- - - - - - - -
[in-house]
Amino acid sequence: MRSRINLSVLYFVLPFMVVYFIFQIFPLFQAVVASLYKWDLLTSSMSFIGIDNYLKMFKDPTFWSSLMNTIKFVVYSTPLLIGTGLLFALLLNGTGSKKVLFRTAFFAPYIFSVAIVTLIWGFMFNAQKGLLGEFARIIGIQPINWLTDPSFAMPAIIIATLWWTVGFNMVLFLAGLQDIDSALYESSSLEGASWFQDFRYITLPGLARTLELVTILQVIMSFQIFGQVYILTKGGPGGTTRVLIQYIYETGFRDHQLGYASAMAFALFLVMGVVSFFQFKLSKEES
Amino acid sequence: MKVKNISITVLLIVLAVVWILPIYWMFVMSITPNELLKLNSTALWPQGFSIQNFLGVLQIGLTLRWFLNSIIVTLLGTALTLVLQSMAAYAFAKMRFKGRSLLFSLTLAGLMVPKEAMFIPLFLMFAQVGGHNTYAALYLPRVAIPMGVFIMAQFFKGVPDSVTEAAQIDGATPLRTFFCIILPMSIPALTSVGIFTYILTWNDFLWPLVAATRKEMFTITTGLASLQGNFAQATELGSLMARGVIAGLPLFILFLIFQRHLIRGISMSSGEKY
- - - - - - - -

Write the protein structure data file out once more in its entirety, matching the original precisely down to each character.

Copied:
[in-house]
Amino acid sequence: MRSRINLSVLYFVLPFMVVYFIFQIFPLFQAVVASLYKWDLLTSSMSFIGIDNYLKMFKDPTFWSSLMNTIKFVVYSTPLLIGTGLLFALLLNGTGSKKVLFRTAFFAPYIFSVAIVTLIWGFMFNAQKGLLGEFARIIGIQPINWLTDPSFAMPAIIIATLWWTVGFNMVLFLAGLQDIDSALYESSSLEGASWFQDFRYITLPGLARTLELVTILQVIMSFQIFGQVYILTKGGPGGTTRVLIQYIYETGFRDHQLGYASAMAFALFLVMGVVSFFQFKLSKEES
Amino acid sequence: MKVKNISITVLLIVLAVVWILPIYWMFVMSITPNELLKLNSTALWPQGFSIQNFLGVLQIGLTLRWFLNSIIVTLLGTALTLVLQSMAAYAFAKMRFKGRSLLFSLTLAGLMVPKEAMFIPLFLMFAQVGGHNTYAALYLPRVAIPMGVFIMAQFFKGVPDSVTEAAQIDGATPLRTFFCIILPMSIPALTSVGIFTYILTWNDFLWPLVAATRKEMFTITTGLASLQGNFAQATELGSLMARGVIAGLPLFILFLIFQRHLIRGISMSSGEKY